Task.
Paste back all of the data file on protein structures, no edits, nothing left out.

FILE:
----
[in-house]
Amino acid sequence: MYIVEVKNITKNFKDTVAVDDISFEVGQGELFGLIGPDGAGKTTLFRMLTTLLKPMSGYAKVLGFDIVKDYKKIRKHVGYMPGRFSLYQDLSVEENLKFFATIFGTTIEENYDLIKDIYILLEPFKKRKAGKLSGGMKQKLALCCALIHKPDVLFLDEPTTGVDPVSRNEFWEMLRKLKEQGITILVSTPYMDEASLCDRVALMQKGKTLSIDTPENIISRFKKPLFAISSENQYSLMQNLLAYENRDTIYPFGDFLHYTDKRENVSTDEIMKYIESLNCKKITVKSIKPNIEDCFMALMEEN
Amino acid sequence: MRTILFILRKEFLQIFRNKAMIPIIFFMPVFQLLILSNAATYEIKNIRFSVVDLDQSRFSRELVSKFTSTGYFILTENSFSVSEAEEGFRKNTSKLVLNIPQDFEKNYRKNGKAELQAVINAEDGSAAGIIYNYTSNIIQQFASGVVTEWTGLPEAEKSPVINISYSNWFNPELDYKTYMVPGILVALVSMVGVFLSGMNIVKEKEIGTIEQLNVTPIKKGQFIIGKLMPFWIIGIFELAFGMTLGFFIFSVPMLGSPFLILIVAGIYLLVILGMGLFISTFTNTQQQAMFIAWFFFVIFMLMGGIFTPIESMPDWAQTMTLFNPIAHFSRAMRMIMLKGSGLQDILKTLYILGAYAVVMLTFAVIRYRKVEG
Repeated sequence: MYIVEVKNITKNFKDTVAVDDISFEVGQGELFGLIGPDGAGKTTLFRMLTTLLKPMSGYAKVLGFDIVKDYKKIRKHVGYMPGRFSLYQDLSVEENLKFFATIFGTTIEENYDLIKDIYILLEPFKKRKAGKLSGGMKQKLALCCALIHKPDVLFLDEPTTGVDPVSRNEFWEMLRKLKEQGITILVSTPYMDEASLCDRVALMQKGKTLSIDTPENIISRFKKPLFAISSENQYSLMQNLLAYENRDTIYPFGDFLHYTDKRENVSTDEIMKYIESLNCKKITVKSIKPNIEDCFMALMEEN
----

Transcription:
[in-house]
Amino acid sequence: MYIVEVKNITKNFKDTVAVDDISFEVGQGELFGLIGPDGAGKTTLFRMLTTLLKPMSGYAKVLGFDIVKDYKKIRKHVGYMPGRFSLYQDLSVEENLKFFATIFGTTIEENYDLIKDIYILLEPFKKRKAGKLSGGMKQKLALCCALIHKPDVLFLDEPTTGVDPVSRNEFWEMLRKLKEQGITILVSTPYMDEASLCDRVALMQKGKTLSIDTPENIISRFKKPLFAISSENQYSLMQNLLAYENRDTIYPFGDFLHYTDKRENVSTDEIMKYIESLNCKKITVKSIKPNIEDCFMALMEEN
Amino acid sequence: MRTILFILRKEFLQIFRNKAMIPIIFFMPVFQLLILSNAATYEIKNIRFSVVDLDQSRFSRELVSKFTSTGYFILTENSFSVSEAEEGFRKNTSKLVLNIPQDFEKNYRKNGKAELQAVINAEDGSAAGIIYNYTSNIIQQFASGVVTEWTGLPEAEKSPVINISYSNWFNPELDYKTYMVPGILVALVSMVGVFLSGMNIVKEKEIGTIEQLNVTPIKKGQFIIGKLMPFWIIGIFELAFGMTLGFFIFSVPMLGSPFLILIVAGIYLLVILGMGLFISTFTNTQQQAMFIAWFFFVIFMLMGGIFTPIESMPDWAQTMTLFNPIAHFSRAMRMIMLKGSGLQDILKTLYILGAYAVVMLTFAVIRYRKVEG
Repeated sequence: MYIVEVKNITKNFKDTVAVDDISFEVGQGELFGLIGPDGAGKTTLFRMLTTLLKPMSGYAKVLGFDIVKDYKKIRKHVGYMPGRFSLYQDLSVEENLKFFATIFGTTIEENYDLIKDIYILLEPFKKRKAGKLSGGMKQKLALCCALIHKPDVLFLDEPTTGVDPVSRNEFWEMLRKLKEQGITILVSTPYMDEASLCDRVALMQKGKTLSIDTPENIISRFKKPLFAISSENQYSLMQNLLAYENRDTIYPFGDFLHYTDKRENVSTDEIMKYIESLNCKKITVKSIKPNIEDCFMALMEEN